After Rivendell

 

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“Walking the Labyrinth, Rivendell” DS

Contemplative prayer is about waiting. It is an interior kind of waiting that is practiced on the outside too on a regular basis. This kind of waiting – like Godot perhaps – makes way for other more specific types of prayer. Contemplative prayer acts as a spiritual default position.

This attitude in prayer I experience mostly in contemplative knitting or collage. The rhythmic movement of my hands keeps the rest of my body at rest. Often I start with just repeating the Jesus Prayer brought back to us by eastern Orthodox Christians. Sometimes I will just mention a name of a loved one or situation as a way to petition for God’s specific help. Other times I just let my mind wander and then have a sentence or two that I read out loud – a poem or verse.

Once in a while I have the opportunity to pray as I walk a labyrinth. I did this recently at Rivendell. The switchbacks in the path of the Chartres style walk comfort me. They echo my life and edify my prayers. Sometimes when I walk away from the direction of the centre, I find that I was actually quite close but could not see it. As I walk to toward the centre, and an answer is right before me, the path turns away again. It leads me to return home to trust that I am being led no matter what I see.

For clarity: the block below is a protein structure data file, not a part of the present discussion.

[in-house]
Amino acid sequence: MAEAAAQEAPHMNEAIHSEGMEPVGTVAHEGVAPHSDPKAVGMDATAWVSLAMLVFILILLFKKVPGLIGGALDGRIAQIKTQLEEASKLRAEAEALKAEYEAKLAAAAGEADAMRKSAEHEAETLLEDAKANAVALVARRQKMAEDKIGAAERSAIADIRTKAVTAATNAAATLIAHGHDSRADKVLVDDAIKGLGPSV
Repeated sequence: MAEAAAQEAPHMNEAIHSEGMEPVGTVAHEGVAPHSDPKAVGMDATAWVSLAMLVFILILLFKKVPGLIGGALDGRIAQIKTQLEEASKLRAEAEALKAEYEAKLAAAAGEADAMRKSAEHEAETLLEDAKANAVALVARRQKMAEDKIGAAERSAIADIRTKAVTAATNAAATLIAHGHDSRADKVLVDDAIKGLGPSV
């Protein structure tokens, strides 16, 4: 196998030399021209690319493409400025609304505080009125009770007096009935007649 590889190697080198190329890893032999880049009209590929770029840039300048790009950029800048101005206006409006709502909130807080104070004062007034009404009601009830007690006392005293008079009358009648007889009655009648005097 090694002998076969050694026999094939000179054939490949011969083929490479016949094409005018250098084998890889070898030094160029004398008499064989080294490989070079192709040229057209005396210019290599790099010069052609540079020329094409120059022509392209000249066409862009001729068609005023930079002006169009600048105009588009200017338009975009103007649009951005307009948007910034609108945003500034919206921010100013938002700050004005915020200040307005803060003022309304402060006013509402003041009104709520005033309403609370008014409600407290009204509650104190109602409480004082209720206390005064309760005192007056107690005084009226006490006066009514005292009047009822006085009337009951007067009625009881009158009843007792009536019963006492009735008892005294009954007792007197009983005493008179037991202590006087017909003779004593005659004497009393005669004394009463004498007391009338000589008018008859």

Since my decision to live a contemplative style of being in the world, I study and practice the habits of the early church, the Desert Fathers and Mothers, and the ancient monasteries. My relationship with a loving God through Christ is the foundation of my existence. The Spirit works in the background of my life with practices of faith and creativity. In this way I prepare for the future, whatever may come.

Such was the virtue of the land of Rivendell that soon all fear and anxiety was lifted from their minds. The future, good or ill, was not forgotten, but ceased to have any power over the present. Health and hope grew strong in them and they were content with each good day as it came, taking pleasure in every meal, and in every word and song.

Tolkien’s “Lord of the Rings”

 

 

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